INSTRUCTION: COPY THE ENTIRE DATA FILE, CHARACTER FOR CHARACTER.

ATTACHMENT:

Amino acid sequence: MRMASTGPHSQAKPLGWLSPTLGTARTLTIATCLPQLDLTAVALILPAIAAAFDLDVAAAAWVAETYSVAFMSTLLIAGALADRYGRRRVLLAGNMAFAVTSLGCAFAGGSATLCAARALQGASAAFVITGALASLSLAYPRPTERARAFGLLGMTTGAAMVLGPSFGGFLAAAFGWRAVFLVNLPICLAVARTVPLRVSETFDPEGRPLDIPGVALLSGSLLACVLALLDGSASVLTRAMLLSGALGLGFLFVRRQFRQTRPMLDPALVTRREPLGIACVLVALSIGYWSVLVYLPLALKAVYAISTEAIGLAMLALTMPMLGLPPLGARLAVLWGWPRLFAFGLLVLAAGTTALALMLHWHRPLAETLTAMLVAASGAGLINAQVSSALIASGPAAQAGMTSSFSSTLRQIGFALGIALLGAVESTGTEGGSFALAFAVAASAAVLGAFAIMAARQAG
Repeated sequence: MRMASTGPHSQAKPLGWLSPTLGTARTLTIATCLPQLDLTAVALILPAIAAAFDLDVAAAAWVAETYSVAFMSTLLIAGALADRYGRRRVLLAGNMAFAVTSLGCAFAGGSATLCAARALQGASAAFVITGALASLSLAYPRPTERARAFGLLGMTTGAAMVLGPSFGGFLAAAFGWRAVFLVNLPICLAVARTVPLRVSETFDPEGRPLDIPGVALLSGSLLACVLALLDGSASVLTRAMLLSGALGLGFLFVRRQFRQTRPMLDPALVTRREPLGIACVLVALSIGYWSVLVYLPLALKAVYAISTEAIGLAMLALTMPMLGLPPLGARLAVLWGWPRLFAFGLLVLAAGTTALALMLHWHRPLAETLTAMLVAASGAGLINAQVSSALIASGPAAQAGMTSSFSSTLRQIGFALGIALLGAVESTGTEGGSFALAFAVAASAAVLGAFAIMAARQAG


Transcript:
Amino acid sequence: MRMASTGPHSQAKPLGWLSPTLGTARTLTIATCLPQLDLTAVALILPAIAAAFDLDVAAAAWVAETYSVAFMSTLLIAGALADRYGRRRVLLAGNMAFAVTSLGCAFAGGSATLCAARALQGASAAFVITGALASLSLAYPRPTERARAFGLLGMTTGAAMVLGPSFGGFLAAAFGWRAVFLVNLPICLAVARTVPLRVSETFDPEGRPLDIPGVALLSGSLLACVLALLDGSASVLTRAMLLSGALGLGFLFVRRQFRQTRPMLDPALVTRREPLGIACVLVALSIGYWSVLVYLPLALKAVYAISTEAIGLAMLALTMPMLGLPPLGARLAVLWGWPRLFAFGLLVLAAGTTALALMLHWHRPLAETLTAMLVAASGAGLINAQVSSALIASGPAAQAGMTSSFSSTLRQIGFALGIALLGAVESTGTEGGSFALAFAVAASAAVLGAFAIMAARQAG
Repeated sequence: MRMASTGPHSQAKPLGWLSPTLGTARTLTIATCLPQLDLTAVALILPAIAAAFDLDVAAAAWVAETYSVAFMSTLLIAGALADRYGRRRVLLAGNMAFAVTSLGCAFAGGSATLCAARALQGASAAFVITGALASLSLAYPRPTERARAFGLLGMTTGAAMVLGPSFGGFLAAAFGWRAVFLVNLPICLAVARTVPLRVSETFDPEGRPLDIPGVALLSGSLLACVLALLDGSASVLTRAMLLSGALGLGFLFVRRQFRQTRPMLDPALVTRREPLGIACVLVALSIGYWSVLVYLPLALKAVYAISTEAIGLAMLALTMPMLGLPPLGARLAVLWGWPRLFAFGLLVLAAGTTALALMLHWHRPLAETLTAMLVAASGAGLINAQVSSALIASGPAAQAGMTSSFSSTLRQIGFALGIALLGAVESTGTEGGSFALAFAVAASAAVLGAFAIMAARQAG